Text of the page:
The High Court has agreed that a former junior lawyer who claimed to be scared to come clean to her bosses about her misconduct should be struck off, after the SRA successfully argued had been treated too leniently at tribunal.
Judges in Solicitors Regulation Authority v James & Ors today ruled that the Solicitors Disciplinary Tribunal was wrong to opt against a strike-off and instead to impose a suspended suspension. The judgment comes less than two weeks after the two-day appeal hearing.
In his judgment, Lord Justice Flaux concluded: 'It may be that pressure of work or an aggressive, uncaring workplace could excuse carelessness by a solicitor or a lapse of concentration or making a mistake, but dishonesty of any kind is a completely different and more serious matter.'
All three respondents will be struck off immediately and obliged to pay the SRA’s appeal costs.
The three cases concerned:
- Sovani James, now 35, a former junior lawyer with south east firm McMillan Williams who backdated four letters to make it look as if she had progressed a clinical negligence case, with the deception lasting 17 months in total;
- Peter Naylor, a former TLT associate who sent five misleading emails to a corporate client to ‘buy himself time’ for dealing with the matter;
- Esteddar Macgregor, who failed to report her colleague’s misconduct then briefly acted to ensure this would not be detected.
The rolled-up judgment casts new light on how tribunals and regulators are expected to treat individuals who have acted dishonestly, even if they have experienced stress, work pressure or mental health problems in the build-up to their misconduct.
In his ruling, Lord Justice Flaux said he was 'firmly of the view' that the tribunal erred in principle and was wrong, in the sense that it made decisions which were outside the bounds of what it could properly and reasonably decide. In each case the sanction was 'unduly lenient and clearly inappropriate'.
The judge added: 'I do not consider that, in cases of repeated dishonesty and misconduct of this kind, the lesser sanction of suspension (let alone suspended suspension) addresses the risk of harm to the public or the need to maintain the reputation of the profession.'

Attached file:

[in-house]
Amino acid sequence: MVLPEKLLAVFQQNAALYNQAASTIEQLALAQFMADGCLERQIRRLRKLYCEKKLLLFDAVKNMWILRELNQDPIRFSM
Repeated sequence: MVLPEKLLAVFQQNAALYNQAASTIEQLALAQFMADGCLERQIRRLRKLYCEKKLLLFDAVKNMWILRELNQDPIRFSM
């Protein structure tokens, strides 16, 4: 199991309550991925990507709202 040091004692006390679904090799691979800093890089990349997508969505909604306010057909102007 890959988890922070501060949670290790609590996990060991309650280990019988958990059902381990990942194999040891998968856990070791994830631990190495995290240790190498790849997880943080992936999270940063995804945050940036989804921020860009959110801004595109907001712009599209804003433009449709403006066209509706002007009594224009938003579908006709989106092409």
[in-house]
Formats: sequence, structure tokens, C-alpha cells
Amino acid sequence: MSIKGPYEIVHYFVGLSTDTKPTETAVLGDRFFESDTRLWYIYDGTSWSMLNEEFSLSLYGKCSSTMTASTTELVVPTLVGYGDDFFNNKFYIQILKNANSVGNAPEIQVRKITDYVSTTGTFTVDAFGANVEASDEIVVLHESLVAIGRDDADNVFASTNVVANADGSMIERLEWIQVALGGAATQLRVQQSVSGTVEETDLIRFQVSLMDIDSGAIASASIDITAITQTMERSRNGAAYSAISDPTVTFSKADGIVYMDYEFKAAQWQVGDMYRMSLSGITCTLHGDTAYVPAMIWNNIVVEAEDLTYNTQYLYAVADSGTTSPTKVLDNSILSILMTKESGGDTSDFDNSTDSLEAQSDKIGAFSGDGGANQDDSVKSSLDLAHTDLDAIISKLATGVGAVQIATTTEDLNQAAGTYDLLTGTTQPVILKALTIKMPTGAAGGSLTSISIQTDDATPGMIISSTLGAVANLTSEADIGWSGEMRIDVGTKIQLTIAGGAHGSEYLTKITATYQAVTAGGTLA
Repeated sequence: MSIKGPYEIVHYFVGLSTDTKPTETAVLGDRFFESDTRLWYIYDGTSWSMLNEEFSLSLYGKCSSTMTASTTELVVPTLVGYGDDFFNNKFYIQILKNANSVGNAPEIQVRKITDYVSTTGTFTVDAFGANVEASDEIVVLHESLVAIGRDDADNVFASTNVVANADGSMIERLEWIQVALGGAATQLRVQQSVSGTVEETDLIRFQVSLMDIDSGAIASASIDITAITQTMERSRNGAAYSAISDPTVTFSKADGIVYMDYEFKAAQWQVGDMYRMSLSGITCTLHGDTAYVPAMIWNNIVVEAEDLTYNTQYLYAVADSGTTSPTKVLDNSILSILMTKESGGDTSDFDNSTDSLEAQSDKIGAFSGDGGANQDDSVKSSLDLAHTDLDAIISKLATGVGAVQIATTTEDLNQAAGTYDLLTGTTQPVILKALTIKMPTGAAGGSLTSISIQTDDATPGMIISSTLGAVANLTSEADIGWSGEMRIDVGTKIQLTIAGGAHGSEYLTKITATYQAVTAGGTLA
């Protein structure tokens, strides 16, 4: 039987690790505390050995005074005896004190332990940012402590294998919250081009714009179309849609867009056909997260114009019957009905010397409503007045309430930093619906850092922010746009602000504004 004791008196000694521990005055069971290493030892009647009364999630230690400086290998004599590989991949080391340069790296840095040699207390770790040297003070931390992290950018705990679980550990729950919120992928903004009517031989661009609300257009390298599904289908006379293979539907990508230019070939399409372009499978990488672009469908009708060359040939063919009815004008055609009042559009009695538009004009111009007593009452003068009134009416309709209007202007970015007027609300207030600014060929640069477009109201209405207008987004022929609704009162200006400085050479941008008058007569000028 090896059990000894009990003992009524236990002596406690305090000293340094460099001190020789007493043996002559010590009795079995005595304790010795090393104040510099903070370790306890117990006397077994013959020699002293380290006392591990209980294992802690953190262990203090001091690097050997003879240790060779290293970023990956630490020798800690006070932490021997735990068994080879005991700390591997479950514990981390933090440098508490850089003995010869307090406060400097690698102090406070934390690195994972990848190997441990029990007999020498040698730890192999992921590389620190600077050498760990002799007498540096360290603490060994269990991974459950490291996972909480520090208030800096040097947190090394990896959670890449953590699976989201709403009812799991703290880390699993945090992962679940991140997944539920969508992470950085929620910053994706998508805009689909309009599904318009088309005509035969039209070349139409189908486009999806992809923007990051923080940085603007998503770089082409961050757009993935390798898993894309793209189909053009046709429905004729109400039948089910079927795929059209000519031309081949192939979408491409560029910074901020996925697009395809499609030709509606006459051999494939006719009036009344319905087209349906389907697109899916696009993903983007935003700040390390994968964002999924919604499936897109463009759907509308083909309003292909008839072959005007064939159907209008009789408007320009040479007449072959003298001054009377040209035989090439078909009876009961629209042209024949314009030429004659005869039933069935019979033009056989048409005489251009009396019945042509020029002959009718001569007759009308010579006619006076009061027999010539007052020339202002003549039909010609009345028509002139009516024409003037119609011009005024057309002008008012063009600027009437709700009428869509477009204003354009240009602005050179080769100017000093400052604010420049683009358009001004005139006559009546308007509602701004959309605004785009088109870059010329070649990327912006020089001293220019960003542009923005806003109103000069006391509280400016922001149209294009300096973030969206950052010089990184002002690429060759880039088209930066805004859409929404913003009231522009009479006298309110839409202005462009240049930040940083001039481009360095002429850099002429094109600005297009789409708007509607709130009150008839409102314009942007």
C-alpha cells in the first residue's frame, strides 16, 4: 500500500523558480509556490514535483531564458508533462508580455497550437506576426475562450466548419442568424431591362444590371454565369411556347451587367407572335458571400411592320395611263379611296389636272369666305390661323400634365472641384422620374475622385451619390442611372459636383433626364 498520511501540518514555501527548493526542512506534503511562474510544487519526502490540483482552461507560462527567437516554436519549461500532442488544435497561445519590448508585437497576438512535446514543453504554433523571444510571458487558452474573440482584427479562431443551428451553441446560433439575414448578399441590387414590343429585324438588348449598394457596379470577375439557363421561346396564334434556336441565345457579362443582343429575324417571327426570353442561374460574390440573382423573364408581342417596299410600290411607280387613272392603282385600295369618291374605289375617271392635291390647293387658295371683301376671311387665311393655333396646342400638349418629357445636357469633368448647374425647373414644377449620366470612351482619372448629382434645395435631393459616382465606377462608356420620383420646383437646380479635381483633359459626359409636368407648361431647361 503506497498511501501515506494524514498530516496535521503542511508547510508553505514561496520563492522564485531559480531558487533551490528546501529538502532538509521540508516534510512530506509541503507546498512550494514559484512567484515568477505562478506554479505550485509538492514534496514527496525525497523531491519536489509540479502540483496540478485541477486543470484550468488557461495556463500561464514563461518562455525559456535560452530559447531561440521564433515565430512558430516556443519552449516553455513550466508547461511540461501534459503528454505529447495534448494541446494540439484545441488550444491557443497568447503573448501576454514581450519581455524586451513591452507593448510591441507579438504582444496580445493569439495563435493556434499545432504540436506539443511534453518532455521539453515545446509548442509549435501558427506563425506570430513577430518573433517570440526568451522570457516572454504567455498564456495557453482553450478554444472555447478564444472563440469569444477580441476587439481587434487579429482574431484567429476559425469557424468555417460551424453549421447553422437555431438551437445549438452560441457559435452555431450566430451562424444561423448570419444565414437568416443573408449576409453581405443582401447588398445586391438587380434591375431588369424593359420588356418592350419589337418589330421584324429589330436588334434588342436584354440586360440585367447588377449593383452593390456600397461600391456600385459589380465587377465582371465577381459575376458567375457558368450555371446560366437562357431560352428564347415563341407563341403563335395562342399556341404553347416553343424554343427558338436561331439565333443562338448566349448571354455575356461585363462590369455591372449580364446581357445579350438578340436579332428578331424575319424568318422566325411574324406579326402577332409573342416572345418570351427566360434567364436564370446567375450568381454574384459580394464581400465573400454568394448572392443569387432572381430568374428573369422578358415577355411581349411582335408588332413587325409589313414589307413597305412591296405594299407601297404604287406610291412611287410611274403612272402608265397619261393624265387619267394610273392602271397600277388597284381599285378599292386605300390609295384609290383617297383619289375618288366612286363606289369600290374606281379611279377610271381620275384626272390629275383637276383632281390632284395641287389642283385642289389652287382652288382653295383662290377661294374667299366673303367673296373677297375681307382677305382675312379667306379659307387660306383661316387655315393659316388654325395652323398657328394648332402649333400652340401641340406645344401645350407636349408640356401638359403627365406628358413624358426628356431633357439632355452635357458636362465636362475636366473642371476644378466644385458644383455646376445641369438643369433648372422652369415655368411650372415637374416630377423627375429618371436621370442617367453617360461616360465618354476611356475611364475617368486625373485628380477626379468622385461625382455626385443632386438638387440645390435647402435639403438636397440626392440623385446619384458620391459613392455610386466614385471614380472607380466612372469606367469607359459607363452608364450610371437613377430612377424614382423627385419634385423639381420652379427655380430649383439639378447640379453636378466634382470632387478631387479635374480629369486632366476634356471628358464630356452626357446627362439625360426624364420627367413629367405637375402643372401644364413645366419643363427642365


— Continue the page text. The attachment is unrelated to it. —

An SRA spokesperson said today: ‘We welcome the clarity that the High Court judgment brings.’ The regulator sought to argue that dishonesty should be a ‘red line’ issue which almost inevitably should lead to a solicitor being struck off. the regulator's lawyers argued that while mental health problems and workload were explanations for mistakes and negligence, they could not be an excuse for dishonesty.
But representatives for the solicitors submitted that the legal profession should take a more nuanced approach to sanctions, taking into account the factors which pre-dated any misconduct and assessing what risk, if any, they still posed to the public.
In the James case, the court had been scathing about the environment in which the solicitor worked, with Lord Justice Flaux describing the way James was treated as ‘frankly abominable’. The court had heard her firm, which publicly compared the performance of all junior lawyers through league tables, told her she should work through evenings, weekends and bank holidays to cover any shortfall in her billed hours.
Lord Justice Flaux said that mental health issues, specifically stress and depression suffered as a result of work conditions, could not amount on their own to 'exceptional circumstances' required to avoid a strike-off.
'Whilst in no sense belittling the stress and depression from which the respondents suffered, it was in no sense exceptional. It is sadly only too common for professionals to suffer such conditions because of pressure of work or the workplace or other, personal, circumstances.'
Speaking today on the decision, James's solicitor Paul Bennett, from north west firm Aaron & Partners, said: 'The outcome is devastating on a personal level for my client who had tried to rebuild her career away from the eye catching headline aspects of this case. My client must now look to carve out a career in another field. Miss James had apologised for and accepted her grave error in uniquely challenging circumstances. The High Court decision represents the end of a legal career which many observers will view as unnecessarily harsh and unforgiving given the mental health context.
'The SRA position on the limits of exceptional circumstances was entirely based on policy and their in house legal team displayed fairness and compassion throughout what was a challenging case for all parties.'
The court’s decision comes weeks after the SRA lost its appeal against the tribunal’s findings in the Leigh Day case. The regulator asked the court to look again at the ‘not proven’ verdicts involving the human rights firm and three solicitors, but the court said dissatisfaction with the decision could not of itself be grounds for a successful appeal.